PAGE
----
Throw Bags, Accessories and WorkShops "Gear For Life"

SURVIVAL PREPAREDNESS

SURVIVAL PREPAREDNESS ON ISOLATED PADDLING TRIPS IN THE BACKCOUNTRY
                                                                                                             -- Jim Simmons

When making whitewater paddling trips in remote backcountry settings a few additional preparations will be wise. Here are some basics that you may consider:
1) Potable drinking water. Options are boiling, use of chemicals (iodine and chlorine), or water filters. Some filters come in small sizes.
2) Emergency food. Health bars, dried fruits and other packaged footstuffs that occupy little space in a boat. A Sierra cup for heating water, or for melting snow to obtain drinking water.
3) Additional apparel. Avoid cotton fabrics and use polar fleece, or other synthetic, quick-dry with a set that fits largest paddler in the group. Include spare socks (can be used as mittens) and a knit hat. Dry top, paddling jacket/pants, or a drysuit can double as rainware.
4) Ability to improvise a shelter if needed. Small plastic 9 X 12' dropcloth with parachute cord, a small space blanket, or a lightweight tent/tube tent that stuffs into a small size. Learn to make survival shelters out of natural components (such as the classic debris hut).
5) Capability for making fires. Choices are flintstones, waterproof matches, small candles, wilderness butane lighters, or even railroad flares, etc. Take tinder (commercial types available) with you in a dry container or use cedar bark and other natural dry materials.
6) Navigation. A small compass with accompanying maps of the region for route finding in case of emergency. A headlamp or small light with spare batteries, and even a GPS.
7) Emergency signalling. You'll already have a whistle on your PFD, but also include a small signal mirror, flares, and surveyors tape for tracking. Possess knowledge of arranging international distress/need help signals on the ground for air rescue to spot.
8) First aid kits. The guiding principle--know how to use what you carry, but be prepared to improvise with small, useful items (such as a large safety pin). A small kit will take care of personal needs, but have a group kit for at least three days time. *Most common injuries in backcountry activities are soft tissue injuries, hypothermia issues, shoulder injuries or other joint dislocations, and broken or injured limbs.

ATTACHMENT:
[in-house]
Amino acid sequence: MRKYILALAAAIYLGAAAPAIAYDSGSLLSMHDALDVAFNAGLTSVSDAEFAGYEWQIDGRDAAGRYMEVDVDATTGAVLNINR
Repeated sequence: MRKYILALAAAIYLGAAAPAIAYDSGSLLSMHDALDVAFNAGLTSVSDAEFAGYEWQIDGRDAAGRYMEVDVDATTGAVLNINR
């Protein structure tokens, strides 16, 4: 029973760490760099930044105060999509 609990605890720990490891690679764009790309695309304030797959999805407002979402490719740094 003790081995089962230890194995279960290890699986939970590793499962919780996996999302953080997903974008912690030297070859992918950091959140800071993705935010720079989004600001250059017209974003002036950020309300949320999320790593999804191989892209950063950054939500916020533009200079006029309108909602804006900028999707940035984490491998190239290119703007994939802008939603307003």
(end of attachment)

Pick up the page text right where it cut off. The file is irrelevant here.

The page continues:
9) Weather factors and patterns. General knowledge of weather, weather forecasts and preventative action relative to lightning dangers, or other natural occurrences. Precautions for unexpected flooding conditions on the stream you're paddling, and possible escape routes (contingent on weather forecast).
10) Emergency evacuation. For short distances, improvised litters and carries can be fashioned with poles, paddles, carabiners, throw bags, clothes items, etc. Know procedures for sending for outside help, and for preparing a helicopter landing zone in emergency situations. Use of a cell phone if service is available in the region.
11) Whitewater gear/equipment items can pull double duty with emergency needs. A river knife for your pocket knife; throw bag rope can be used in a variety of ways; overturned boat hulls can serve as shelters or shelter infrastructure; spray skirt (and webbing) can double as a shoulder sling and swathe binder. Just invoke your imagination. "When you expect to need something, have it on hand!"

Take a few extra precautions and you'll be rewarded in case of unexpected events. As with swiftwater rescue fundamentals, think preparation and prevention!

JS--12/'05; revised January, 2010
Website Builder